Bridge between Europe and Asia — Strategic Challenges in the Indian Ocean

Brahma Chellaney, Körber Policy Brief No. 1

  • Geopolitical rivalry in the Indian Ocean has increased. Several boundary, sovereignty and jurisdiction disputes threaten freedom of navigation. China has become the most active power in the region and is challenging the existing balance of power.
  • With interstate competition over resources in the Indian Ocean sharpening, the EU should assist in creating a predictable regulatory regime and contribute to monitoring and enforcement of internationally agreed rules.
  • The EU is already playing a limited security and political role in the Indian Ocean region, where it has important economic interests at stake. It should support regional cooperation to reduce the risks of unilateral action by any side and to help build long-term regional crisis stability.

The Indian Ocean, which links Europe with Asia, is becoming the new global center of trade and energy flows. Spanning more than 73 million square kilometers, this critical ocean region is likely to determine the wider geopolitics, maritime order, and balance of power in Asia and beyond. In fact, in no part of the world is the security situation so dynamic and in such flux as in the Indian Ocean. This region, extending from Australia to the Middle East and Southern Africa, promises to become the hub of global geopolitical competition.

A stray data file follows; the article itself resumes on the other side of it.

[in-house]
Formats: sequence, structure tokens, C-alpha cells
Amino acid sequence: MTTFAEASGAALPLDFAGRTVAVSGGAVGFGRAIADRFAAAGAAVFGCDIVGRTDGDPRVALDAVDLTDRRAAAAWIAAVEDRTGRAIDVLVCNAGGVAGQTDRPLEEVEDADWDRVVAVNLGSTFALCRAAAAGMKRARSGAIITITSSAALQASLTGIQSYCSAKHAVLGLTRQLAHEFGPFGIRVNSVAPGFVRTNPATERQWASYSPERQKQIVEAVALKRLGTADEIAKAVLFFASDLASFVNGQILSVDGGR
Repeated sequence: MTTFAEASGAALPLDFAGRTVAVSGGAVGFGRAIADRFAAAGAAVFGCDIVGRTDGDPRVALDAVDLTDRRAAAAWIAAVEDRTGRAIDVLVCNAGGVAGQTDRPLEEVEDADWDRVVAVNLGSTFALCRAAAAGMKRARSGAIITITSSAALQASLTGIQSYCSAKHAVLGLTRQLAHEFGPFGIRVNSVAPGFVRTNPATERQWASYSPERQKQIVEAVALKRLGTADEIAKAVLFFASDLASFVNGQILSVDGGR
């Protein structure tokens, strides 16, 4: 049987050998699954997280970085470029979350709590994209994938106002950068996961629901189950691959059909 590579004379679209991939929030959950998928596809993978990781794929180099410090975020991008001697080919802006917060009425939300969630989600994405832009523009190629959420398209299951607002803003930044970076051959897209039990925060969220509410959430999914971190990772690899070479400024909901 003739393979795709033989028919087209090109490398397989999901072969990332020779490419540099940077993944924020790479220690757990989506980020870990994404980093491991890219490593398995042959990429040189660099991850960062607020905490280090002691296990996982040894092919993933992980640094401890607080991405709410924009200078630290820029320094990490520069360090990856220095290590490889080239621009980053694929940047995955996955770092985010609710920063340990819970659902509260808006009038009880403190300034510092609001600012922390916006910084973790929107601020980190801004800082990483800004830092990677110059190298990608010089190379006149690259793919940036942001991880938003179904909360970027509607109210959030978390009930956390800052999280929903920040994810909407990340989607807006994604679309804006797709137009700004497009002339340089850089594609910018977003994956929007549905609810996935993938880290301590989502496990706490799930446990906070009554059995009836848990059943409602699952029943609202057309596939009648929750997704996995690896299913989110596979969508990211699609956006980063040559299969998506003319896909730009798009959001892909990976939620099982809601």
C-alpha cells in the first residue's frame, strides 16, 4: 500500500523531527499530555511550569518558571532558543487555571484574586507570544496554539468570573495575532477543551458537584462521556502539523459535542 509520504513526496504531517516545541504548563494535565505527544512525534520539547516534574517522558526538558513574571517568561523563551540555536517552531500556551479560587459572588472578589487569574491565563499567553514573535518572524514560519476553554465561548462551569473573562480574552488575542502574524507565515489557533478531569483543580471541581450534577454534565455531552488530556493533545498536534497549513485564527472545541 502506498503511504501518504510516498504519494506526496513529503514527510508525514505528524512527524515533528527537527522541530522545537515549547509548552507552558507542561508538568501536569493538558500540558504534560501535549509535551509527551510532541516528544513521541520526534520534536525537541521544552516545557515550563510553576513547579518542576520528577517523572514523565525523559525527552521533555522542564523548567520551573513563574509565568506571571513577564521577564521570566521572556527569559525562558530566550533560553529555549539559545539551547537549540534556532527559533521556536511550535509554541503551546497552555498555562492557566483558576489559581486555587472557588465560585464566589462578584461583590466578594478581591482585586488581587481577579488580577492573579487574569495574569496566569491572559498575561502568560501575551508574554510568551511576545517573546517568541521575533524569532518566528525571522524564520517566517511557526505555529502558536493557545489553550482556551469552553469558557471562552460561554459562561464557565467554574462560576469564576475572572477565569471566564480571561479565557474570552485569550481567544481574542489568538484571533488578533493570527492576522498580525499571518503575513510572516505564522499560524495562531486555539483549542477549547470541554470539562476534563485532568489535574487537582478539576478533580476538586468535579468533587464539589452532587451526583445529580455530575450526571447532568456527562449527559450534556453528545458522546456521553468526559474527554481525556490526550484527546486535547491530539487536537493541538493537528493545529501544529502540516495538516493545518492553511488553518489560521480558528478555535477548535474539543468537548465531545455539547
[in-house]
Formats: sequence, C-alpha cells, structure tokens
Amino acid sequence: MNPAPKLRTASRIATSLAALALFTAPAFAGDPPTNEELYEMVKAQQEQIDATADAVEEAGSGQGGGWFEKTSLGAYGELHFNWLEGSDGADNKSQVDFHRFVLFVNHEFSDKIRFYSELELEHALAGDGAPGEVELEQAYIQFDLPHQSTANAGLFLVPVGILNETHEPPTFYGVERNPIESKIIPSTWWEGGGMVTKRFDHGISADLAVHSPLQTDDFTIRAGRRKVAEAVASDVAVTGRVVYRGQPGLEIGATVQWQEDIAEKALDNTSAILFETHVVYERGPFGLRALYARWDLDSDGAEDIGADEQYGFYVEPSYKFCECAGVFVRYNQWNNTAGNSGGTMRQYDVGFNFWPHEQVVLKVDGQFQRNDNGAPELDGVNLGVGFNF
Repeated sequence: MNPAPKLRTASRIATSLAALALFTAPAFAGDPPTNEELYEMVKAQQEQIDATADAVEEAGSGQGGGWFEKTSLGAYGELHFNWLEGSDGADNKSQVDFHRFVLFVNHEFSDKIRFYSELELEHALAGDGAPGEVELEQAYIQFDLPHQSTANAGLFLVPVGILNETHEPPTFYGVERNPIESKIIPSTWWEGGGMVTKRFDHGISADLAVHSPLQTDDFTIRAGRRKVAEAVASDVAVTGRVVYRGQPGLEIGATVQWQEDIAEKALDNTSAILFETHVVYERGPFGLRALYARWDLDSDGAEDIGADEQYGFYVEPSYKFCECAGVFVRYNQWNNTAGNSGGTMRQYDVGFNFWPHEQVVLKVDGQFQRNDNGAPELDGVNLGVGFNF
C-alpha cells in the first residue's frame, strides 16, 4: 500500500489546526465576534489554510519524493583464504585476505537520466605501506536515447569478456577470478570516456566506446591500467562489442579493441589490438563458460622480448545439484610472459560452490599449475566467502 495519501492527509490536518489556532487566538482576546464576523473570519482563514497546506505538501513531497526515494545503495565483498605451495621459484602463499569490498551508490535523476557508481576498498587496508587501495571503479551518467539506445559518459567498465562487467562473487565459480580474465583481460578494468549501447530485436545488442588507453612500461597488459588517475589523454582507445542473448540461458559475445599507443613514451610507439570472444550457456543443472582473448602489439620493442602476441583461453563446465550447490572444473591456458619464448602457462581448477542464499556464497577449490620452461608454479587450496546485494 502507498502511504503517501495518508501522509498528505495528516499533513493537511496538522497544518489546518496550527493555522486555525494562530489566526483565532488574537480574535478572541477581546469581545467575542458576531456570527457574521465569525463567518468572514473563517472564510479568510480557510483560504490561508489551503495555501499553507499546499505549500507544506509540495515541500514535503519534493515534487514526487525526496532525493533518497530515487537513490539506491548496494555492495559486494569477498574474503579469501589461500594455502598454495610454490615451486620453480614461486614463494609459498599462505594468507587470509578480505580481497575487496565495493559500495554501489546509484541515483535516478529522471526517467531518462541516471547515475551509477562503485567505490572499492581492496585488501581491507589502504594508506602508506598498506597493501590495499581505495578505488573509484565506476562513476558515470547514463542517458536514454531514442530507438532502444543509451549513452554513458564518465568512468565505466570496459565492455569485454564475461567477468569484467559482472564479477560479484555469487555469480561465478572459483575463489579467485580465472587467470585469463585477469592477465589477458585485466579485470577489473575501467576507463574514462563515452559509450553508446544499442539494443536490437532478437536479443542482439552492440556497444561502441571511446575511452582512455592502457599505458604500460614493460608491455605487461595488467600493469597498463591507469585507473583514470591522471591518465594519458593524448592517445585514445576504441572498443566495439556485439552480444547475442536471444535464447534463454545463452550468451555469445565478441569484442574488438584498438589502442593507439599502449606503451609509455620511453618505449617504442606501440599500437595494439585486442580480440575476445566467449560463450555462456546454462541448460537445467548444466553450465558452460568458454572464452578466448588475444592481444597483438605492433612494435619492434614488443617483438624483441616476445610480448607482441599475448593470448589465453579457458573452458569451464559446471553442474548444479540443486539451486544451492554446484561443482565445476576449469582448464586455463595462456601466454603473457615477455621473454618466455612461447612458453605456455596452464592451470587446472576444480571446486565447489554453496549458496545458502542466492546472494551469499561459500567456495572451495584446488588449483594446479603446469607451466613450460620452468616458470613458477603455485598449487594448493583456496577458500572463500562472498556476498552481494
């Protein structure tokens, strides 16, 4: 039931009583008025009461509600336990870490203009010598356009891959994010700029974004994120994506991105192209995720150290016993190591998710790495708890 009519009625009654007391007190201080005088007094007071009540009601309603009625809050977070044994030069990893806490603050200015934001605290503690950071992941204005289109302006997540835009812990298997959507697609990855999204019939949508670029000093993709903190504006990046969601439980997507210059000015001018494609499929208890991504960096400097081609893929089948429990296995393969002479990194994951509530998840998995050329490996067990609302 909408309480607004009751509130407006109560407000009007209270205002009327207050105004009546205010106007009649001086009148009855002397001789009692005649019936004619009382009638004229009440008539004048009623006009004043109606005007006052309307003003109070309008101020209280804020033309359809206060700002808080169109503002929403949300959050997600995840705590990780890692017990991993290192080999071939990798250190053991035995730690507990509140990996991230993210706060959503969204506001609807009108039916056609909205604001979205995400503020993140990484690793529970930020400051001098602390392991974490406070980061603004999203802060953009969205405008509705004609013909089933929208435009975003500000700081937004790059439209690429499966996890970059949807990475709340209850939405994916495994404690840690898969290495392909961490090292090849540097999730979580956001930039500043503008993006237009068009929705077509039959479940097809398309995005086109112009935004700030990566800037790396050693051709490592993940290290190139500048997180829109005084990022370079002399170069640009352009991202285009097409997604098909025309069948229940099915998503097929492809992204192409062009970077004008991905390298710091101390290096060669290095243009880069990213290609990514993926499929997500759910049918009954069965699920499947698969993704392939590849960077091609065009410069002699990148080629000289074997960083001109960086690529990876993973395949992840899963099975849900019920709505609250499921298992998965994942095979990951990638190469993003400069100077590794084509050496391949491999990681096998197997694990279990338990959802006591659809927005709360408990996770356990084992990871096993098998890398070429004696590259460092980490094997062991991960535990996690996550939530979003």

indian-oceanThe challenges in this region extend from traditional security threats to nontraditional and emerging challenges. The challenges are linked to its vast size: It is home to a third of the global population, with the littoral states there also accounting for 25 percent of the world’s landmass, 55 percent of its proven oil reserves, and 40 percent of its gas reserves. As symbolized by the 2004 Christmas-eve tsunami and by recurrent cyclones, the region is regularly battered by natural disasters. According to one estimate, 70 percent of the world’s natural disasters occur in this region alone.

The region’s littoral states are linked by a common history of sea faring. Yet, given that it has the world’s largest concentration of fragile or failing states, as exemplified by Somalia, Pakistan and the Maldives, this region represents the symbolic center of the global challenges of the 21st-century world — from terrorism and extremism to piracy and safety of sea lanes of communication. The Indian Ocean indeed covers the entire arc of Islam — from the Horn of Africa and the Saudi Arabian desert to Malaysia and the Indonesian archipelago — and is racked by the world’s highest incidence of transnational terrorism.